Did You Include Your Pet in Your Estate Plan?

People consider their spouses and children when creating their estate plan.  But, pets are family, too.  An estate plan should consider every aspect of life – if you have a pet, having someone ready and willing to look after them is crucial.

Your Will and Power of Attorney should name at least two people who can take of your pet.  Depending on timing, the first person named may not be able to take care of the pet. And if you don’t have a family member or friend, then there are charities such as no-kill shelters that can provide this care.

Even the nicest friend or a charity may not be willing to take care of your pet for free, so it is important to leave money to provide for the animal’s needs during their lifetime. You can easily do this with a Pet Trust.

Having some money placed in a Pet Trust can give you control and peace of mind that your pet will be well cared for.  The amount of money you leave will depend on the type of animal, and its age, type of food, and medical costs.

Give yourself peace of mind.  Don’t leave your beloved pet’s welfare up to chance.

Call the Law Offices of Debra G. Simms at 386.256.4882 to learn more.

This blog post is not case-specific and is provided only for educational purposes and is not intended to provide specific legal advice. Blog topics may or may not be updated and entries may be out-of-date at the time you view them.

 5 Tips for Securing Your Assets, Healthcare and Legacy

It’s your life and your legacy:  Make sure you have an updated estate plan.  And don’t wait until it’s too late!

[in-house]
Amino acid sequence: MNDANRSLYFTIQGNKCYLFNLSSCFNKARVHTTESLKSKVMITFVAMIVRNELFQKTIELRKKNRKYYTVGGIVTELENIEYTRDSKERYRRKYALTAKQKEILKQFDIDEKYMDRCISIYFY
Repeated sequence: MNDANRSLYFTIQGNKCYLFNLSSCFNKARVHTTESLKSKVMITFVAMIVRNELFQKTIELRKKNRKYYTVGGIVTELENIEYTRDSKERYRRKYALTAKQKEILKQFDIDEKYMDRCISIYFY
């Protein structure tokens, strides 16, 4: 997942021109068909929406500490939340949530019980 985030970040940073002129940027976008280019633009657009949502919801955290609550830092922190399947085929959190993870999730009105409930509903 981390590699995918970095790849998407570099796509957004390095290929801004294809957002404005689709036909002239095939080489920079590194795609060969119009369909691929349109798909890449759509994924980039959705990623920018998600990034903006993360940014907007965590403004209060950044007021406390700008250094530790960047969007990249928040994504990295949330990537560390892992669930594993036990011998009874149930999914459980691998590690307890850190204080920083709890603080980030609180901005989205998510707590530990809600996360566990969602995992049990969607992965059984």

Create or Update Your Estate Plan: avoid unnecessary taxes, family arguments, and creditors

  • Wills allow you to transfer property to your selected beneficiaries, permits a parent to name a guardian, can help protect beneficiaries against creditors, and reduces the burden on family
  • Revocable Trusts allow you to distribute your assets at death and can allow you to avoid probate. 
  • Irrevocable Trusts can help you qualify for financial assistance if you need long-term care and can provide for strong creditor protection for you and your beneficiaries.
  • Special Needs Trusts allows you to leave assets to a disabled heir without risking the loss of Social Security, Medicaid benefits, or food assistance.

Create Your Durable Power of Attorney and Medical Directives.

  • A Durable Power of Attorney authorizes your named agent to act in your place for financial and legal decisions if you are incapacitated.
  • An Advance Medical Directive allows you to name someone to make health care decisions for you if you are incapacitated.
  • A Living Will allows you to express your desires about life-prolonging procedures if you are at the end of life with no hope of recovery.

Review and Update your Beneficiary Designations on your Life Insurance and Retirement Plans.

Consider New Laws.  Do the new tax laws affect your estate?

Review Social Security and Retirement Benefits.  What is your full retirement age?  Should you delay your benefits to increase your monthly benefits?

Call the Law Offices of Debra G. Simms at 386.256.4882 to learn more.